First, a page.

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Going native – when you become part of the problem

March 19, 2009

Watching Ed Liddy get gored by Congress yesterday was ugly. What was even uglier was watching him be the bullfighter, trying to defend the indefensible to a group of angry bulls who were getting more incensed every time he waved his red cape of explanations. One thing struck me immediately because I’ve seen it before – he’s gone native.

When someone is assigned to a client, and is onsite for an extended period of time and assuming they do not have some form of social interaction disorder, it’s only natural they will become part of that group. They go to the client’s Holiday Party, buy March Madness brackets, and go to the local summer bar-b-que. Monday morning talk is about what they did over the weekend, comparing stories with the people they work with each day. They are part of the team and culture of the people whom they can help best by remaining an insider-outsider. Eventually, instead of stopping self-destructive acts by the client (which is why they are onboard to begin with), they either participate or become the public explainer. Those of us on the outside sit there, jaws dropped while we listen to crazy talk that the explainer, back in their natural environment, would never say with a straight face. It’s like learning a language under the total emersion process – soon you begin to think in the new language – you’ve been absorbed.

Ed Liddy would have been better served if he stopped the bonuses and told his affected employees to just try and go before a jury and take their chances. Yesterday, I felt sad for him. He was a good man vilified and most likely, the only atta-boys he earned at AIG were for empathy and not leadership. Right now, in my educated opinion, the company really needs an outsider’s perspective with the independent thought of not allowing behaviors which although formerly permitted, are now inappropriate and damaging.

Given how easy it is to go native, how do those of us who spend extended time at clients guard against it? Doctors see us as ‘patients’ not people, which allows for clinical detachment. This is appropriate where the Doctor provides much of the action and the patient responds. Lawyers can argue both sides of a case and so see things in terms of history, law and precedent brought forward to make on argument or another. Great for intellectual disputes, but not action oriented. Perhaps we can take a lesson from Applied Ethnography, where, in a business or organizational setting, you learn the local customs, values, triggers, power structures, etc and then compare this learning to your own cultural norms. It’s great for Market Research and Change Management, but can only contribute research findings to leadership since it is insight and not action oriented.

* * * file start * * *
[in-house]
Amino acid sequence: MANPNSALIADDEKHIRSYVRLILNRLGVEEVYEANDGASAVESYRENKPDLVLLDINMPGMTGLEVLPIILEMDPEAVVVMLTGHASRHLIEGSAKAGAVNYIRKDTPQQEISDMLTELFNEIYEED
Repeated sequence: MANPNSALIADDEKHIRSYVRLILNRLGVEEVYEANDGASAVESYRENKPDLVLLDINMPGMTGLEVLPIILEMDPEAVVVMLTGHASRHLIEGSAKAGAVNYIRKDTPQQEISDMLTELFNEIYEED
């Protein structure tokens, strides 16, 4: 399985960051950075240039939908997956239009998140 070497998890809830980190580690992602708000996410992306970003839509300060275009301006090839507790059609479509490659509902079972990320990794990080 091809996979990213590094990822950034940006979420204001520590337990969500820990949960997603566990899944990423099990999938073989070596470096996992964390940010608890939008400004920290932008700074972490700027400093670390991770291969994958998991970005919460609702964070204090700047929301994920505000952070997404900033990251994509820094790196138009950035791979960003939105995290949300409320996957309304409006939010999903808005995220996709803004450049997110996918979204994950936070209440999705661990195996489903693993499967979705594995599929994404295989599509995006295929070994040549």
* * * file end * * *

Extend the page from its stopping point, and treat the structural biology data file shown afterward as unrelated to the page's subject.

From my own experience and what I see of other embedded leaders, one way is to be onsite 80% of the time and offsite 20%. Offsite here is not traveling on client business, but working out of your own company’s office, surrounded by your people and cultural norms. Combine this with a fixed engagement duration which included specific periodic metric based checkpoints.

And most of all change your internal voice from telling you that something is stupid or wrong to the action form. For each major decision, before you announce it, be alone in your office, close your eyes and imagine you are standing in front of investors, employees, regulators, Congress, perhaps even a jury, explaining why you did, or permitted, some action to take place. Mouth the words, feel the queasiness in your stomach. As soon as you can no longer go through this exercise, you’ve gone native.

Having just reread this before hitting the ‘Post’ key, and it suddenly dawns on me that the thoughts in this posting apply to all of us – even those of us who have been in the same company for years and risen through the ranks – we should all guard against going native.

Rich Eichen is a Managing Principal of Return on Efficiency, LLC, who’s website is and is one of their senior turnaround leaders/CROs, Program and Interim Executives with over 25 years experience reshaping companies and key initiatives as well as operating units of Global organizations. He can be reached at

One Comment
  1. zachbreakpate permalink

    This is a well reasoned argument. Kudos! Business pundits have taken business culture for granted for too long. A sociologist’s perspective should be a welcome change.

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